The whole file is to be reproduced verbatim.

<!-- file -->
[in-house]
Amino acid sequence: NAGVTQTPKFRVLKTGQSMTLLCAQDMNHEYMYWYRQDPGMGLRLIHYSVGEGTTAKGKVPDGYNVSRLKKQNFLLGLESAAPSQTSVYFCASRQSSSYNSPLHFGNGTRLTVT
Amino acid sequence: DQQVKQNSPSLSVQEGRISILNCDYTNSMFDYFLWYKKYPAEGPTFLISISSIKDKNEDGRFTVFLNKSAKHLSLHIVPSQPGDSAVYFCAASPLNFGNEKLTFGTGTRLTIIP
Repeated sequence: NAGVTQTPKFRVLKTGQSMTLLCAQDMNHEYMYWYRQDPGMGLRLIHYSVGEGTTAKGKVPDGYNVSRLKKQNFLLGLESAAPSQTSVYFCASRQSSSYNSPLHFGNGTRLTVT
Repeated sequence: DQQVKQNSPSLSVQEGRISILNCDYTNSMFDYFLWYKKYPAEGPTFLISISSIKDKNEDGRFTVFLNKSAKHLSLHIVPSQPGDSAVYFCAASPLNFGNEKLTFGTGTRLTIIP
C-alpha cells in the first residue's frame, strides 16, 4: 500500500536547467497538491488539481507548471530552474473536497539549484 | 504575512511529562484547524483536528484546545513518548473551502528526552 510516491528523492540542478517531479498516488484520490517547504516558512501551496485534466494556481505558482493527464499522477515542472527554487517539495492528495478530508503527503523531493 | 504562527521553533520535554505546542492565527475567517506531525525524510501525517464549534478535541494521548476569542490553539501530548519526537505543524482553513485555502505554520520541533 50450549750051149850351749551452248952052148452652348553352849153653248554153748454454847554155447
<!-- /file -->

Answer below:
[in-house]
Amino acid sequence: NAGVTQTPKFRVLKTGQSMTLLCAQDMNHEYMYWYRQDPGMGLRLIHYSVGEGTTAKGKVPDGYNVSRLKKQNFLLGLESAAPSQTSVYFCASRQSSSYNSPLHFGNGTRLTVT
Amino acid sequence: DQQVKQNSPSLSVQEGRISILNCDYTNSMFDYFLWYKKYPAEGPTFLISISSIKDKNEDGRFTVFLNKSAKHLSLHIVPSQPGDSAVYFCAASPLNFGNEKLTFGTGTRLTIIP
Repeated sequence: NAGVTQTPKFRVLKTGQSMTLLCAQDMNHEYMYWYRQDPGMGLRLIHYSVGEGTTAKGKVPDGYNVSRLKKQNFLLGLESAAPSQTSVYFCASRQSSSYNSPLHFGNGTRLTVT
Repeated sequence: DQQVKQNSPSLSVQEGRISILNCDYTNSMFDYFLWYKKYPAEGPTFLISISSIKDKNEDGRFTVFLNKSAKHLSLHIVPSQPGDSAVYFCAASPLNFGNEKLTFGTGTRLTIIP
C-alpha cells in the first residue's frame, strides 16, 4: 500500500536547467497538491488539481507548471530552474473536497539549484 | 504575512511529562484547524483536528484546545513518548473551502528526552 510516491528523492540542478517531479498516488484520490517547504516558512501551496485534466494556481505558482493527464499522477515542472527554487517539495492528495478530508503527503523531493 | 504562527521553533520535554505546542492565527475567517506531525525524510501525517464549534478535541494521548476569542490553539501530548519526537505543524482553513485555502505554520520541533 50450549750051149850351749551452248952052148452652348553352849153653248554153748454454847554155447